I'm lucky enough to be in Barcelona for the IUCN World Conservation Congress and on Monday I attended the ibat's standing-room-only launch. The significance of this biodiversity toolkit which helps businesses and development banks (and hopefully governments and those charged with writing environmental assessments) is indicated by the positive review it received in the latest issue of The Economist.
The ibat now makes it possible to discover with just a few mouse clicks which protected areas of which types—and even unprotected areas key to biodiversity conservation—are adjacent to any point on earth. One can produce one's own map and then make a pdf file of it. Not only this, but ibat links seamlessly (or rather will do so from mid-October) to UNEP-WCMC's wholly revised and improved World Database on Protected Areas (launched a few hours after the ibat) from which the basic data about the site can be found with links to information on its threatened species on the IUCN 2008 Red List (also launched on Monday), and will link to the Global Biodiversity Information Facility data, though this is so far only available for Spain and Madagascar.
ibat means there is now no excuse for project proponents or for those conducting environmental assessments not to take account of what the Bank refers to as 'critical natural habitats' in the meaning of our Policy on Natural Habitats, i.e., sites which are legally protected, sites officially proposed for protection, or unprotected sites which are nevertheless of known high conservation value. These are the sites which are projects are forbidden to significantly convert or degrade. I would hope that after we have been able to see how it works in practice in our due diligence on scoping natural habitat issues in our projects, we might be able to institutionalize its use in some way.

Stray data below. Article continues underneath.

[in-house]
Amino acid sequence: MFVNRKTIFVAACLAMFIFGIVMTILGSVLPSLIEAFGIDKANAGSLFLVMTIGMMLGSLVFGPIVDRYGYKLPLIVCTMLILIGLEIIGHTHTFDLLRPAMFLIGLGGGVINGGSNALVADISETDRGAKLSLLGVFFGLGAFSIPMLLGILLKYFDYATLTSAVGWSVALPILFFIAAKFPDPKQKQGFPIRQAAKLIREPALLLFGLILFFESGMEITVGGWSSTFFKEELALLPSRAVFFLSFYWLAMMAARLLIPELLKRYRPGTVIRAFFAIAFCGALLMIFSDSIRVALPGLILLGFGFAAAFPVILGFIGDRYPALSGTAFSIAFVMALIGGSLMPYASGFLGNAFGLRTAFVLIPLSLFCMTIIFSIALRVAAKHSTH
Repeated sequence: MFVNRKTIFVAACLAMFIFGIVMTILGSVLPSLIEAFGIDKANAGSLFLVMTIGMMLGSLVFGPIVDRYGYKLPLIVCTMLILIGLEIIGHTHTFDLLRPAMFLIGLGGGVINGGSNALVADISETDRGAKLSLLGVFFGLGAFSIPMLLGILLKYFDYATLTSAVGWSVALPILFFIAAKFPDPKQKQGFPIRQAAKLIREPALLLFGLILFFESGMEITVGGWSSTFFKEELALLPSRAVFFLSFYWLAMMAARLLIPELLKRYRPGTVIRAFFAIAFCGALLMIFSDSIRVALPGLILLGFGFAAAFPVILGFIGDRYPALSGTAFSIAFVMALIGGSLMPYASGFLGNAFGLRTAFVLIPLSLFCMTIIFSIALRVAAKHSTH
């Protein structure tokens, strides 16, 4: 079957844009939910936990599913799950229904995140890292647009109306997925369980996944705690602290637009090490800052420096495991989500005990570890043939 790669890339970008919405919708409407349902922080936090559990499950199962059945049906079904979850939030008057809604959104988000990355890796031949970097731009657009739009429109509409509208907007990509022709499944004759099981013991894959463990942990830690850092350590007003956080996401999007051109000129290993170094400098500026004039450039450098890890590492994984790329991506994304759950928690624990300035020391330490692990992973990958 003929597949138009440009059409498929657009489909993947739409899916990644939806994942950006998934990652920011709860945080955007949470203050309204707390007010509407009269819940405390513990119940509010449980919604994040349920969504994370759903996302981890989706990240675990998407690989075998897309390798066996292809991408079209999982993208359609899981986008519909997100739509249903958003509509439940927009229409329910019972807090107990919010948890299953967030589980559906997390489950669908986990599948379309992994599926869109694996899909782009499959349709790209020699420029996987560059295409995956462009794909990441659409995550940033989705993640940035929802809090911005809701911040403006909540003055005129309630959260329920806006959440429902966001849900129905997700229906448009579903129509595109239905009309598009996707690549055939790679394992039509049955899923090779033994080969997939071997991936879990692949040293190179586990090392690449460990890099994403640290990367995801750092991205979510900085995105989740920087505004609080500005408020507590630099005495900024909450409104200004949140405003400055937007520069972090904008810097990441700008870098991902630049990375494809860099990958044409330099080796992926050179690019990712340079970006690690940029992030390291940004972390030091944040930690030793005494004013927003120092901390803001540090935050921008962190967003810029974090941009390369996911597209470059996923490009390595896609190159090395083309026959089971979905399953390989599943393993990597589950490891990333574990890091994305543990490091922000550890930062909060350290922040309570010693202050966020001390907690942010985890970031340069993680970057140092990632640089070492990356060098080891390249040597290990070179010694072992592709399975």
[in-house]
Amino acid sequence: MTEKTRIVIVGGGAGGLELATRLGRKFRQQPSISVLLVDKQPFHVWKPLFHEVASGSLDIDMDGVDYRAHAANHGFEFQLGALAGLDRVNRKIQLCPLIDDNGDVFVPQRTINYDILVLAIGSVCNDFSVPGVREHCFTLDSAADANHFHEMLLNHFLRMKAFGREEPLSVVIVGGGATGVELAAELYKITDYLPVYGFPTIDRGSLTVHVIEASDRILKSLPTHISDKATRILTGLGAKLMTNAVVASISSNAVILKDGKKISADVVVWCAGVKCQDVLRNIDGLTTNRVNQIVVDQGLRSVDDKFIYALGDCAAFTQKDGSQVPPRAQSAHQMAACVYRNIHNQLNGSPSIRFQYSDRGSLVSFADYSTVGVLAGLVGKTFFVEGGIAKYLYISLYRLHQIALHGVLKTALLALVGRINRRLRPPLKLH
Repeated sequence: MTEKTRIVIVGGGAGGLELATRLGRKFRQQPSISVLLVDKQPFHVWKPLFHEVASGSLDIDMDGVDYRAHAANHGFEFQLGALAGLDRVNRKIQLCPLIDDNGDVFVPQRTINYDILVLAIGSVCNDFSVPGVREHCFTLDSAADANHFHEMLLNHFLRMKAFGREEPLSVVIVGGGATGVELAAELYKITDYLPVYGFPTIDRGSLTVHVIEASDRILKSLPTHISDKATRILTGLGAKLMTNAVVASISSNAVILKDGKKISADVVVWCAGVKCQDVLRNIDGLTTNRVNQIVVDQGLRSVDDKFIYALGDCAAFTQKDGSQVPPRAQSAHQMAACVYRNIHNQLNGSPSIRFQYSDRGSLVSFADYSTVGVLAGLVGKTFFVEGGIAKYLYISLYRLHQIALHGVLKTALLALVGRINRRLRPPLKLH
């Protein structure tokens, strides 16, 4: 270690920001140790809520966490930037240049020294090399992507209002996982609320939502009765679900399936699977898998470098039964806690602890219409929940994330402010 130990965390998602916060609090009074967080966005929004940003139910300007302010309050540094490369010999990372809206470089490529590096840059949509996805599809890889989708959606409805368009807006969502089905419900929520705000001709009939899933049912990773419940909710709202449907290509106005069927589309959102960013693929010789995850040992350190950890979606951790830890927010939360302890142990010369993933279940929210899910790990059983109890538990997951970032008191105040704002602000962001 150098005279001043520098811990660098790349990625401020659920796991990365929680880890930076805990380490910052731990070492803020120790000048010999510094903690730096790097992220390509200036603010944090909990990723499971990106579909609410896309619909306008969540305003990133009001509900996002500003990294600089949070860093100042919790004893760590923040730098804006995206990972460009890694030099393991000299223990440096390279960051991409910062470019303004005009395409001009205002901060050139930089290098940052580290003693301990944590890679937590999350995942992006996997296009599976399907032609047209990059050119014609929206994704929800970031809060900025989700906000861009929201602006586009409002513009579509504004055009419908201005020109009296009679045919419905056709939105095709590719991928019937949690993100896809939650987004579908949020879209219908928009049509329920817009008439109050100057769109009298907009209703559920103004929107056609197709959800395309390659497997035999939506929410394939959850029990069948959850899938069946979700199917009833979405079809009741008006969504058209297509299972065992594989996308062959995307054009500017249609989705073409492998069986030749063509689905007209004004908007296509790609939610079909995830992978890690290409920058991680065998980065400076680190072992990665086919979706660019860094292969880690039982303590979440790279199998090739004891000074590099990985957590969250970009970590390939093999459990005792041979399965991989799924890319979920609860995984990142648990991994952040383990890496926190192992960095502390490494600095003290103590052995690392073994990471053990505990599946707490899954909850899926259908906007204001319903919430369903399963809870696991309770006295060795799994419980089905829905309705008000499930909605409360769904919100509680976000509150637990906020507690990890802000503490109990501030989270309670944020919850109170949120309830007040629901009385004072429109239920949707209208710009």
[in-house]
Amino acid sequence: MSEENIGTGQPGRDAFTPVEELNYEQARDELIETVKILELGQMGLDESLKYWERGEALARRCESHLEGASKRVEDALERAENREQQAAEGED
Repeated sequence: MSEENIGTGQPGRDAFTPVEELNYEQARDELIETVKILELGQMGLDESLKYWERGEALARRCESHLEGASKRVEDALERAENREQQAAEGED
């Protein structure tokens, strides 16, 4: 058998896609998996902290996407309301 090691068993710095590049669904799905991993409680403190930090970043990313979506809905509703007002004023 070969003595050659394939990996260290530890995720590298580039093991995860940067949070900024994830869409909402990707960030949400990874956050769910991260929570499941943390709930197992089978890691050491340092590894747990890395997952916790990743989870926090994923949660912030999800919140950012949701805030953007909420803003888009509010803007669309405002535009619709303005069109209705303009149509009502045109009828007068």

This tool is the product of years of hoping and trialing, cajoling and promoting, fund-raising and cooperating, and has morphed through a variety of acronyms. The main conservation organizations which have pulled this off are BirdLife International and Conservation International, and UNEP-World Conservation Monitoring Centre (UNEP-WCMC). ibat would not have been possible without the financial support of the Bank of America, BP, Cargill, Chevron, JP Morgan Chase and other major corporate partners. They all deserve to feel very pleased with what has finally been achieved.
In understanding the achievement one has to realize that BirdLife, CI and UNEP-WCMC have been working towards this goal for a long time. I can remember UNEP-WCMC staff coming to the Bank at least a decade ago presenting early ideas of such a tool and looking for sponsorship. Over the years it has moved forwards in fits and starts and at times has been moribund as the partners got bogged down over issues of data ownership, etc. In fact it was their large private sector partners who pushed them to reach the necessary accords because they needed to know the answers the ibat provides.
ibat really is a dream come true though no one would contend it is perfect. It doesn't yet show the non-'critical' natural habitats which we also have to be wary of. It doesn't yet provide data for species which have not been assessed for threat. However, the more it is used by more parties so clear directions can be provided for its future development.